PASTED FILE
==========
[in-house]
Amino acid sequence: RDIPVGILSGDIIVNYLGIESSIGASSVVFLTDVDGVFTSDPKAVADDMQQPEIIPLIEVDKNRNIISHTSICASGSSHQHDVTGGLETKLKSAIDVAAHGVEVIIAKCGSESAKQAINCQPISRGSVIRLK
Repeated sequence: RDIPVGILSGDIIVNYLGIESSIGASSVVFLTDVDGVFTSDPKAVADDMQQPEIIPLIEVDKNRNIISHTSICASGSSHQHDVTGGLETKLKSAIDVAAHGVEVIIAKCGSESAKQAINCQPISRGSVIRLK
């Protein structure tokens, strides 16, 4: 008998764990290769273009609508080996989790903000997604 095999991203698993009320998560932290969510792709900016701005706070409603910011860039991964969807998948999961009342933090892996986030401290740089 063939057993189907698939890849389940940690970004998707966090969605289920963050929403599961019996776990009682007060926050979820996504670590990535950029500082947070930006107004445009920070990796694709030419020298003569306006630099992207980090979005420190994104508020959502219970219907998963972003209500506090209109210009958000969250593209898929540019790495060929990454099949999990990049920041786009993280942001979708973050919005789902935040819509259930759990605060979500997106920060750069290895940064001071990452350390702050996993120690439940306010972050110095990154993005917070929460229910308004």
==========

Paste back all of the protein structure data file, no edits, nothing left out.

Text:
[in-house]
Amino acid sequence: RDIPVGILSGDIIVNYLGIESSIGASSVVFLTDVDGVFTSDPKAVADDMQQPEIIPLIEVDKNRNIISHTSICASGSSHQHDVTGGLETKLKSAIDVAAHGVEVIIAKCGSESAKQAINCQPISRGSVIRLK
Repeated sequence: RDIPVGILSGDIIVNYLGIESSIGASSVVFLTDVDGVFTSDPKAVADDMQQPEIIPLIEVDKNRNIISHTSICASGSSHQHDVTGGLETKLKSAIDVAAHGVEVIIAKCGSESAKQAINCQPISRGSVIRLK
């Protein structure tokens, strides 16, 4: 008998764990290769273009609508080996989790903000997604 095999991203698993009320998560932290969510792709900016701005706070409603910011860039991964969807998948999961009342933090892996986030401290740089 063939057993189907698939890849389940940690970004998707966090969605289920963050929403599961019996776990009682007060926050979820996504670590990535950029500082947070930006107004445009920070990796694709030419020298003569306006630099992207980090979005420190994104508020959502219970219907998963972003209500506090209109210009958000969250593209898929540019790495060929990454099949999990990049920041786009993280942001979708973050919005789902935040819509259930759990605060979500997106920060750069290895940064001071990452350390702050996993120690439940306010972050110095990154993005917070929460229910308004």